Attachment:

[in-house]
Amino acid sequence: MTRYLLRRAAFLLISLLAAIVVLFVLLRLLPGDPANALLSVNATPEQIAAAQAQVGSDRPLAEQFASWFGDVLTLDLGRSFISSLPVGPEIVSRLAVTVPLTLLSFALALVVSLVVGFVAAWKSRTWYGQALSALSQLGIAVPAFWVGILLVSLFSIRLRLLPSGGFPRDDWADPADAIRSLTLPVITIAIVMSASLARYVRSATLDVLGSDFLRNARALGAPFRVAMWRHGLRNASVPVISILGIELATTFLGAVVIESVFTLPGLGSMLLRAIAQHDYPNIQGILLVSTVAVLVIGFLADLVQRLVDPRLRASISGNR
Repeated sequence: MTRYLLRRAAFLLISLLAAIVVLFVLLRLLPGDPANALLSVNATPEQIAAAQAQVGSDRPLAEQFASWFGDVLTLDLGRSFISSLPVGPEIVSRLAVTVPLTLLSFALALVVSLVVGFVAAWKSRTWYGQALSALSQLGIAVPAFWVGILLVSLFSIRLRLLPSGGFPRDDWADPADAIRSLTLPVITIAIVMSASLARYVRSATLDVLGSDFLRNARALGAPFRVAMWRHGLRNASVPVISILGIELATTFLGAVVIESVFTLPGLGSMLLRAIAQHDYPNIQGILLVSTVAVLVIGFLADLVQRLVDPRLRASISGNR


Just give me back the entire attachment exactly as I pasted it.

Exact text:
[in-house]
Amino acid sequence: MTRYLLRRAAFLLISLLAAIVVLFVLLRLLPGDPANALLSVNATPEQIAAAQAQVGSDRPLAEQFASWFGDVLTLDLGRSFISSLPVGPEIVSRLAVTVPLTLLSFALALVVSLVVGFVAAWKSRTWYGQALSALSQLGIAVPAFWVGILLVSLFSIRLRLLPSGGFPRDDWADPADAIRSLTLPVITIAIVMSASLARYVRSATLDVLGSDFLRNARALGAPFRVAMWRHGLRNASVPVISILGIELATTFLGAVVIESVFTLPGLGSMLLRAIAQHDYPNIQGILLVSTVAVLVIGFLADLVQRLVDPRLRASISGNR
Repeated sequence: MTRYLLRRAAFLLISLLAAIVVLFVLLRLLPGDPANALLSVNATPEQIAAAQAQVGSDRPLAEQFASWFGDVLTLDLGRSFISSLPVGPEIVSRLAVTVPLTLLSFALALVVSLVVGFVAAWKSRTWYGQALSALSQLGIAVPAFWVGILLVSLFSIRLRLLPSGGFPRDDWADPADAIRSLTLPVITIAIVMSASLARYVRSATLDVLGSDFLRNARALGAPFRVAMWRHGLRNASVPVISILGIELATTFLGAVVIESVFTLPGLGSMLLRAIAQHDYPNIQGILLVSTVAVLVIGFLADLVQRLVDPRLRASISGNR